PUBLICATION DATE: MARCH 4, 2011
had mixed emotions after reading Estevan Vega’s When Colors Bleed. It takes guts to dive deep into the dark well of human emotion as it relates to death, depression and mental illness within the confines of a short story. The experience can be an intense one, but if the author handles the characters well, the intensity can be a great asset. However if they are not, the result can be something like entering a public place and spilling all your deepest secrets to a perfect stranger. There’s no trust and no context; so while the emotion may be authentic, the encounter itself is incredibly awkward and uncomfortable.
This is what happens with Baby Blue. Casey is a twenty-three year old college grad who works at Nordstrom. As such, her plight is one to which many of us who have earned diplomas since 2006 can relate. She is dissatisfied and dreamless. Enter random, mysterious stranger whose attention inspires in her passion she has yet to know.
Vanilla Red, however, is much more convincing. With enticing language Vega takes us into the mind of a murderer. He creates a world of grief that juxtaposes rationale with insanity, and so while we may not understand or have compassion for the murderer, his actions do not seem strange but rather truthful. Because of this, Vanilla Red is succinctly creepy and almost provocative.
The Man in the Colored Room outshines the other stories by far. Like a parable, Vega uses vivid images to tell the story of Colin, a man whose life has caught up with him. After suddenly finding himself in strange surroundings, confronted by a strange man with strange socks, Colin begs to be free. Part of what makes this story so good are the layers that the reader must slowly peel away to understand Colin’s fate, and possibly our own.
When Colors Bleed is a solidly good read. There are moments when the literature freak in me wishes he or his editor had tried a little harder or burned a bit more of the midnight oil. Nevertheless, if you’re looking for something for your brain to hold on to while waiting for the bus this summer, pick this one up. You will not be disappointed.
stevan Vega is far from being a household name today heard in Christian circles but his is a name you soon won’t forget. Vega is perhaps one of the very best writers out there with his first major novel Arson recently releasing. It was one of my favorite pieces of fiction in a long time, and so when the opportunity to read his collection of short stories, When Colors Bleed, came up I could not pass it up!
The collection begins with the story Baby Blue, which is a romantic tragedy told oh so elegantly. It consist of the characters of Casey, a struggling girl who has never found love, and Thomas Rayford, a mysterious man who comes in one day from the rain looking for a suit in Casey’s store. He comes back week after week only looking at one suit, a baby blue one that no-one else will buy. He tells her how it is beautiful to him and how special it is even though he is the only one who looks at it. The story develops in a way that captured me instantly and took me along on a magical ride. The ending was as marvelous as it was tragic and it left my mind unraveling.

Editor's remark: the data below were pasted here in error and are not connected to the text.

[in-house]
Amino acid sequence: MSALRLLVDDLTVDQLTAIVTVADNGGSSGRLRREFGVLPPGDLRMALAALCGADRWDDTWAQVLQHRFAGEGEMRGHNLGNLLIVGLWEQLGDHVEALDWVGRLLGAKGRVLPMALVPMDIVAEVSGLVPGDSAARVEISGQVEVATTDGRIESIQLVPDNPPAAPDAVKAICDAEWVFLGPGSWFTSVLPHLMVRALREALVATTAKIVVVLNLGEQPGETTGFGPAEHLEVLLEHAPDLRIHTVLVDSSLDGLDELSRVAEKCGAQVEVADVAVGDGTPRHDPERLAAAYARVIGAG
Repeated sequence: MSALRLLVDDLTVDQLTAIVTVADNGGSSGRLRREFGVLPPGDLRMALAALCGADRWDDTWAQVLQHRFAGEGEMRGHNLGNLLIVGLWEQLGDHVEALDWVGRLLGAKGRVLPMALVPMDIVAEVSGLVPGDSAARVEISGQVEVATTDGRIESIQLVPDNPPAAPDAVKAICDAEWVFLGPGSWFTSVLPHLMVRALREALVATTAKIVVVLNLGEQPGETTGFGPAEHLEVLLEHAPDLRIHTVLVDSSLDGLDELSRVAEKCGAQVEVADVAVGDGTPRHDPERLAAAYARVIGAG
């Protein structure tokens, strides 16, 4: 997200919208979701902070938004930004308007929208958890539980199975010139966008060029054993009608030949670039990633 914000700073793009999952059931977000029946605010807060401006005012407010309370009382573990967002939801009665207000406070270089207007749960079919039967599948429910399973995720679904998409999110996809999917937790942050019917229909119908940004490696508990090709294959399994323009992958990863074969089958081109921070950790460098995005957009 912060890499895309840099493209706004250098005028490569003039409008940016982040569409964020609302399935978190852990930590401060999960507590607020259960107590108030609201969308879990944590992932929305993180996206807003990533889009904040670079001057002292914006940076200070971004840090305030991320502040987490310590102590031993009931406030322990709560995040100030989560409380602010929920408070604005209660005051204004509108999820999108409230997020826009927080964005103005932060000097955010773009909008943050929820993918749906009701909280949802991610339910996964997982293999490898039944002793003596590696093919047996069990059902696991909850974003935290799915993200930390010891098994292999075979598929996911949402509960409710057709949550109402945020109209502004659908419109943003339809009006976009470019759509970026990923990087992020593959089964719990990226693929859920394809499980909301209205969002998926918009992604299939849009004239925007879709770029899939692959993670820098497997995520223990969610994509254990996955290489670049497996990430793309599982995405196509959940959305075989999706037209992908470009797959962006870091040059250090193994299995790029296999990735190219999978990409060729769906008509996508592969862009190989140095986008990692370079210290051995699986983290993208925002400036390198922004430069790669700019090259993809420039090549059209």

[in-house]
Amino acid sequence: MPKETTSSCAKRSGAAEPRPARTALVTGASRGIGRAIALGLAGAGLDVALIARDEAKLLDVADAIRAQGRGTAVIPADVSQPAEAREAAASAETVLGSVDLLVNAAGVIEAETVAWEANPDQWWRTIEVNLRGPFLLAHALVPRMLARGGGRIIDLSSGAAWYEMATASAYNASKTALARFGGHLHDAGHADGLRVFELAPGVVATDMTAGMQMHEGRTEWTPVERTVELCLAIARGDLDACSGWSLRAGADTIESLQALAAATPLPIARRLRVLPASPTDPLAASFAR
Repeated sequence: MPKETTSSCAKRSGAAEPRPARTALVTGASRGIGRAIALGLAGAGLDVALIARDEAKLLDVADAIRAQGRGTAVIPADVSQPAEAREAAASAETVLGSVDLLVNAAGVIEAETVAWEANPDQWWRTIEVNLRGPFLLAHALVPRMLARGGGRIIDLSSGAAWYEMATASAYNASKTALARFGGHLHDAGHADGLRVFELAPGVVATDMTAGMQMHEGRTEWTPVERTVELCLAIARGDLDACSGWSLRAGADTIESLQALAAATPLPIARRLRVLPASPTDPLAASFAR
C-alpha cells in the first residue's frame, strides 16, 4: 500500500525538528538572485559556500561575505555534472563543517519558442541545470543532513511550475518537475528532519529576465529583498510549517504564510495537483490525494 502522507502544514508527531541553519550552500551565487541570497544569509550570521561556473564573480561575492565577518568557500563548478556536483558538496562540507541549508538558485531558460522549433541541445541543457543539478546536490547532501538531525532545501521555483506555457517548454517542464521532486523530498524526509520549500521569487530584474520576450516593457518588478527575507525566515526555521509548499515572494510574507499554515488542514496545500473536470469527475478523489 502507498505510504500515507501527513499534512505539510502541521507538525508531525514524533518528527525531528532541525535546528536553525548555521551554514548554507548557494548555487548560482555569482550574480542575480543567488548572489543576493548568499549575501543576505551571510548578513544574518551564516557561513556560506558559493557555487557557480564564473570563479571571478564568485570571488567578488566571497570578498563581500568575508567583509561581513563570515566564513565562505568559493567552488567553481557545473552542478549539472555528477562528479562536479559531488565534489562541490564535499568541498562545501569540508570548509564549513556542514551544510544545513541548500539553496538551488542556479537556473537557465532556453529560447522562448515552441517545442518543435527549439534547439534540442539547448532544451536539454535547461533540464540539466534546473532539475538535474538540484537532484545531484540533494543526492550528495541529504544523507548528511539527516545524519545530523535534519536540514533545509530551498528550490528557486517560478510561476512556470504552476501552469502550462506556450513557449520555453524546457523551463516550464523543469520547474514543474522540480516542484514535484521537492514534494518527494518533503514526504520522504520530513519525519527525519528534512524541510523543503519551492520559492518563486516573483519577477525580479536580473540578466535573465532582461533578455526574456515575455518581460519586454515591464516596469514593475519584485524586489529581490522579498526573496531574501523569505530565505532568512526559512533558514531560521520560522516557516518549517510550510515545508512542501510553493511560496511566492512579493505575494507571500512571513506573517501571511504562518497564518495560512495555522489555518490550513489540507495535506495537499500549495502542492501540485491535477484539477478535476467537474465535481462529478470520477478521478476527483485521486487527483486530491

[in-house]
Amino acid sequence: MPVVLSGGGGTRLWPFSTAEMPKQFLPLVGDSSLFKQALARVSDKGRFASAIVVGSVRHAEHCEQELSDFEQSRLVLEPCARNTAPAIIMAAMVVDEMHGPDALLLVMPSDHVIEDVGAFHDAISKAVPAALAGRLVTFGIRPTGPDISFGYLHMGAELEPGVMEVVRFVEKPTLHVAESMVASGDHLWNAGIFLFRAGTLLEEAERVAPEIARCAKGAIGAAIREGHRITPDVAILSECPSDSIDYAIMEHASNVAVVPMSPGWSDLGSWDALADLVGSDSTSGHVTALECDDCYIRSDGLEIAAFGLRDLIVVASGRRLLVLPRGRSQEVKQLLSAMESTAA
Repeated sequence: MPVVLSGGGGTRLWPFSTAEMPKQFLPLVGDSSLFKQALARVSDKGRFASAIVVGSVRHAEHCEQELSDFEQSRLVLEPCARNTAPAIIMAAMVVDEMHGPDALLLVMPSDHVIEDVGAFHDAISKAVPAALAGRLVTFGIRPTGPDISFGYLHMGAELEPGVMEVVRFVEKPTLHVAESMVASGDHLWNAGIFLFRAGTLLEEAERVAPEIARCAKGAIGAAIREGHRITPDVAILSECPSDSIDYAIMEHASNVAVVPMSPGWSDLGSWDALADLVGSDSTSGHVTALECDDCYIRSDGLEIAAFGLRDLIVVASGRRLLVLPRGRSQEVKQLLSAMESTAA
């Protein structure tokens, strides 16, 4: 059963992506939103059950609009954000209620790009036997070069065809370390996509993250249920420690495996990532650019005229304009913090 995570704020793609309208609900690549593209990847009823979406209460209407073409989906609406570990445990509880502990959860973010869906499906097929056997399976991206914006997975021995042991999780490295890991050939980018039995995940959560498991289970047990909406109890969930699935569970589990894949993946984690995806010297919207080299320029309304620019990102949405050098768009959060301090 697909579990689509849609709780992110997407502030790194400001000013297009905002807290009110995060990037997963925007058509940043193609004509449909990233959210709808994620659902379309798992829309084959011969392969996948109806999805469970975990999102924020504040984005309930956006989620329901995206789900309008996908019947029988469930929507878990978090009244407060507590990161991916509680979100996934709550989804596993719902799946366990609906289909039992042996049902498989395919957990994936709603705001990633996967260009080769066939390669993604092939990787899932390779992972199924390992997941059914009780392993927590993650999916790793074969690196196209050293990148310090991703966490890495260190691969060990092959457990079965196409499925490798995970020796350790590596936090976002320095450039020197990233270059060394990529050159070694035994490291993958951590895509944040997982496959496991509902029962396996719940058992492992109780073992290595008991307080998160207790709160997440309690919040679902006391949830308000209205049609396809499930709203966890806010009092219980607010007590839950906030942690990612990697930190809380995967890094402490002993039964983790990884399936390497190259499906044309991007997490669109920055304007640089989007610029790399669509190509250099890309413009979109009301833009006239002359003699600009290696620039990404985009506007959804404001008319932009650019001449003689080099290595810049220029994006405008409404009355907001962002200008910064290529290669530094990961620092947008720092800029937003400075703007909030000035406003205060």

That is not all however. The second story is Vanilla Red, a tale of a man locked up for life in a padded cell. But what makes this story so powerful is the perspective. It is told from within the mind of this man, a man so crazy it is hard to understand. Diving beneath the skin of this character onto the path that led to this cell is almost poetic. It has a lyrical and almost beautiful feel to this horrific and terrifying story, lending the character an almost sane quality. It is some truly amazing prose and my favorite of this collection.
The final tale is called The Man in the Colored Room. It is equally mysterious as the first and as beautiful as the second, but is about a man who finds himself waking up in this colored room for an unknown reason. As the reader figures out the mystery of it all they learn alongside the man bringing them into the story. The ending is unforeseen and it is truly amazing how Estevan Vega can manage it in such a short tale. You must readWhen Colors Bleed, and you will be hooked on his writing forever after!